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Breaking Bread Podcast

Around the meal table, needs are met. As participants we celebrate the common solution to our physical need - bread. While we do so, bread of another type is broken as well. Help, hope and encouragement are shared to meet the needs of our struggles, heartaches and questions. Breaking Bread is reminiscent of these life giving conversations. This podcast strives to meet some of our common needs through our common solution – The Bread of Life.
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Breaking Bread Podcast
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Now displaying: March, 2021

Around the meal table, needs are met. As participants we celebrate the common solution to our physical need - bread. While we do so, bread of another type is broken as well. Help, hope and encouragement are shared to meet the needs of our struggles, heartaches and questions. Breaking Bread is reminiscent of these life giving conversations. This podcast strives to meet some of our common needs through our common solution – The Bread of Life.

Mar 22, 2021

Our teenage kids are under construction and construction zones are messy.  In this episode of Breaking Bread, Kathy Knochel and Jeff Waibel give us a few tips for understanding these formative years. Knowing a few things can go a long way in helping us get through the construction.

  • Remember you were a teen once. Attempt to put yourself in their shoes.
  • Remember to hear the message behind their behavior. What are they saying to you? Often young people don’t have the words, skills or maturity to say what they feel. Nevertheless, their actions are trying to tell you something. Some messages might be:
    • “I need your attention.”
    • “Do you love me?”
    • “I am embarrassed.”
    • “I feel guilty.”
  • Remember, whatever decision or behavior teenagers choose, it made logical sense to them. Ask them to help you understand their thinking. Follow up by asking them if they want to know how their behavior made you feel.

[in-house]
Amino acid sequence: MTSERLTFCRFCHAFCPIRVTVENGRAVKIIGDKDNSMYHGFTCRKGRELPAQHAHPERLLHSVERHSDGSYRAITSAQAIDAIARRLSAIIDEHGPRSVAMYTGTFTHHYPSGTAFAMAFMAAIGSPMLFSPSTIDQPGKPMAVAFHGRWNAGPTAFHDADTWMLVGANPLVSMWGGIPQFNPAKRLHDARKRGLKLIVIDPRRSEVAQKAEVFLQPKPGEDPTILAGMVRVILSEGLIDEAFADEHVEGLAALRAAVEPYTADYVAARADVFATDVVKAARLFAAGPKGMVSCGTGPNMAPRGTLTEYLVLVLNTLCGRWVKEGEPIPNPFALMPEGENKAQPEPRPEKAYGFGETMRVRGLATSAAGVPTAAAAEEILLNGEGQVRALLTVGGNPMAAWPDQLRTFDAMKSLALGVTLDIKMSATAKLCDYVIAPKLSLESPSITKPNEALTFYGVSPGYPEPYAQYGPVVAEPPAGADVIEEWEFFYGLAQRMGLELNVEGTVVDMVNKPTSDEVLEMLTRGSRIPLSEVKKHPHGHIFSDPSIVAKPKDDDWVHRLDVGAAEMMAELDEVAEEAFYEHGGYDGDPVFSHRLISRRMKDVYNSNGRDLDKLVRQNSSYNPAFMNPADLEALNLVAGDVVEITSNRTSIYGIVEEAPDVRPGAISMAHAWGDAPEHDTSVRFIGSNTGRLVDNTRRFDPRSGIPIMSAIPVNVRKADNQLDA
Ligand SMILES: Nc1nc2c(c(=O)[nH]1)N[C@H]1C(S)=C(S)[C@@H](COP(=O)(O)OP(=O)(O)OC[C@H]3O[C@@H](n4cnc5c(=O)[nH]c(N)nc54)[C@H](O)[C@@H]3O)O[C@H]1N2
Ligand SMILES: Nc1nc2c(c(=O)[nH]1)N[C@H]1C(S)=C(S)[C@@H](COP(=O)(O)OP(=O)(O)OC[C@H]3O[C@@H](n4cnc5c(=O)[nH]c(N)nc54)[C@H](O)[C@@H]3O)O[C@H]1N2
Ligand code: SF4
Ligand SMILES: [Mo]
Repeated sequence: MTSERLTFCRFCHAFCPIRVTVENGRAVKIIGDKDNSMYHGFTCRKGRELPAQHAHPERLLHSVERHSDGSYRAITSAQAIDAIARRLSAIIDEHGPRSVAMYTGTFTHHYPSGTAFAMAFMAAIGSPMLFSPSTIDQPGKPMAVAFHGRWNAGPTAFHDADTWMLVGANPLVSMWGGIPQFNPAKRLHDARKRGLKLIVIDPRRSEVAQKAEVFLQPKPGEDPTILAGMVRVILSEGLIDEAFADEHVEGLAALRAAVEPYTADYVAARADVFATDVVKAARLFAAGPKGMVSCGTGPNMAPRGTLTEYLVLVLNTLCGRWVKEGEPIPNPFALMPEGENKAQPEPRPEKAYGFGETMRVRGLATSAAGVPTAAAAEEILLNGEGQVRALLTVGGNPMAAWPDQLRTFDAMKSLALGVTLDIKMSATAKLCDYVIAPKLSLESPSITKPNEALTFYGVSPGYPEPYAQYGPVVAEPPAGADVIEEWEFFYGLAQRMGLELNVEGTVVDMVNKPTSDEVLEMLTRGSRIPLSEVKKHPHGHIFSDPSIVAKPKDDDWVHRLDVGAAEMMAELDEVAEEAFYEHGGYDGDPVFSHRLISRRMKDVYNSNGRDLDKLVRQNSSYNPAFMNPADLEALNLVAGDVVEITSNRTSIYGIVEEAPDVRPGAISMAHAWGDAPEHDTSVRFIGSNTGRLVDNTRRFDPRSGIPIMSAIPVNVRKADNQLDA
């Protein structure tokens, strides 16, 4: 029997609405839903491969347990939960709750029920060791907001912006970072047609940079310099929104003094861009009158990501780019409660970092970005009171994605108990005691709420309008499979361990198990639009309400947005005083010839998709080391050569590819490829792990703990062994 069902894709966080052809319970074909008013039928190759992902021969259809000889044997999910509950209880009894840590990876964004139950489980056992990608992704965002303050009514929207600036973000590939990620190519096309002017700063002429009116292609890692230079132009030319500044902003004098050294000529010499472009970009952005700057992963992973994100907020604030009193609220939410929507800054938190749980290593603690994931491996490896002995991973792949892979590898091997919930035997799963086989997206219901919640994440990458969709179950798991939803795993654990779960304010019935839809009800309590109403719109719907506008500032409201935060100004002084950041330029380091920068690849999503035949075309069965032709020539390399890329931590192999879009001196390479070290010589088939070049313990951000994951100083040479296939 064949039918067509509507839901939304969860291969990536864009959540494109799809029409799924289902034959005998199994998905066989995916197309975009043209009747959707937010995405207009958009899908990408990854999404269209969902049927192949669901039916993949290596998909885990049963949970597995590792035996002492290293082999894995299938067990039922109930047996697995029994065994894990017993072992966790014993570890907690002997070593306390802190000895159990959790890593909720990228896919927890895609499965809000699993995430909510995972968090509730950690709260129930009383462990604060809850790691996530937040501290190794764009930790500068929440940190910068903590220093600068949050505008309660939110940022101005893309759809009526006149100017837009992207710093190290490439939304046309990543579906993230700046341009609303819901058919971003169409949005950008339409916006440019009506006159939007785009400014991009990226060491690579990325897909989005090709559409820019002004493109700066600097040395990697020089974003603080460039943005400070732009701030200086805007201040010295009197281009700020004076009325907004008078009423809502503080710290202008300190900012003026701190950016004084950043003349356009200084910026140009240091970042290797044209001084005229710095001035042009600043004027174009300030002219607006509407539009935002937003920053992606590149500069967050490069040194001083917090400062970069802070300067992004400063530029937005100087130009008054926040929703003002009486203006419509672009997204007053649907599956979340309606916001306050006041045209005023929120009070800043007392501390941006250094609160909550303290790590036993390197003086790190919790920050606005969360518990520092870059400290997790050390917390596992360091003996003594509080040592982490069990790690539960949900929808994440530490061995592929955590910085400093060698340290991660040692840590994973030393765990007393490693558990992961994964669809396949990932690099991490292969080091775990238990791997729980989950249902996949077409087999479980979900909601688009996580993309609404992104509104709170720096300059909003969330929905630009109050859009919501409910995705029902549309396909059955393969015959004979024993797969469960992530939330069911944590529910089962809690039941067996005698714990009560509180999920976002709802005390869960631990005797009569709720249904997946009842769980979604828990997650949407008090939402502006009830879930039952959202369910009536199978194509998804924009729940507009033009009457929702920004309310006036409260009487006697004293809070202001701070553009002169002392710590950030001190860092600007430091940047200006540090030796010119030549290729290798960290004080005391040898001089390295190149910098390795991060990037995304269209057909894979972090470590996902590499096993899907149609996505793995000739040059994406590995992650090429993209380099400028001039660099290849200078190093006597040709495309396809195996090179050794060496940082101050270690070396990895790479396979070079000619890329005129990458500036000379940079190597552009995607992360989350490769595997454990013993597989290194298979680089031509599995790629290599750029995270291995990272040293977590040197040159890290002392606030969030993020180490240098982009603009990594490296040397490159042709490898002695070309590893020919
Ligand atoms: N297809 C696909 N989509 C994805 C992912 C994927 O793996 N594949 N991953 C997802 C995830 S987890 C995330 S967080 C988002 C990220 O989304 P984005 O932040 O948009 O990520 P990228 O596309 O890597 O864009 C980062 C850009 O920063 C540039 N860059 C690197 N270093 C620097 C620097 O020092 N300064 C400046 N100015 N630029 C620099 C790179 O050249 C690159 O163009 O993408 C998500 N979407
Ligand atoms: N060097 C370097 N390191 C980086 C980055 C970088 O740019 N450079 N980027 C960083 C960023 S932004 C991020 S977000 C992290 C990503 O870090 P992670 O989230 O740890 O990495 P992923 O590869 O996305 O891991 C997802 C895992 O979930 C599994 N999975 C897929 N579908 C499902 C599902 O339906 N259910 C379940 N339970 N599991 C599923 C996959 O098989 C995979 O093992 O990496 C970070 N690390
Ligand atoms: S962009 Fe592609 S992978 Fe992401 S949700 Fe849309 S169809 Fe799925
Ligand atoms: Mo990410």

• Remember their brain is still being developed. Their personality, sense of humor and ability to measure risk are all in the process of being formed.
  • Remember they are working out who they are – their identity. They are gaining ownership of their own values and beliefs.
  • Remember there are battles not worth fighting. Choose those battles that are central to your family’s values. Make big deals out of big deals and make small deals out of small deals.
  • Remember “the lecture” has never been effective.
  • Remember to share your views, faith and passion through conversations your teens will want to join. In this way we walk side-by-side and are not always nose-to-nose.
Mar 8, 2021

Shaming our kids - good intentions, yet with unintended poor consequences. We’ve all done it. Parenting out of exasperation. In this episode of Breaking Bread, Craig Stickling and Brian Sutter take a careful look at the messages we are sending our kids. Fortunately, a very healthy and redemptive future is possible.

 

What is Shame?

Effects of Shame

Examples of Parental Shame

High-stakes Moments for Shame

How do we unwind Shame?

Discipline that doesn’t

Shame.

Nature of Shame

The idea that a person is, at their core, bad, unwanted and beyond repair.

Shame pushes your child into isolation.

“I don’t care!”

When our kids are being creative.

Call your child out from hiding and into community.

Separates their behavior from their personal worth.

Shame shames.

 

Shame says there is no hope. Because I’m broken and no one wants me.

“You are the only 10-year-old who doesn’t get this!”

When our kids are being vulnerable.

Enjoy your kids.

Breaks the will but not the spirit.

We will shame and will be shamed.

 

 

“You will never amount to anything!”

When we downplay interests and abilities that they have because they don’t match our expectations.

Celebrate their person.

Support guilt where it is appropriate.

Shame plays on lies and perpetuates lies.

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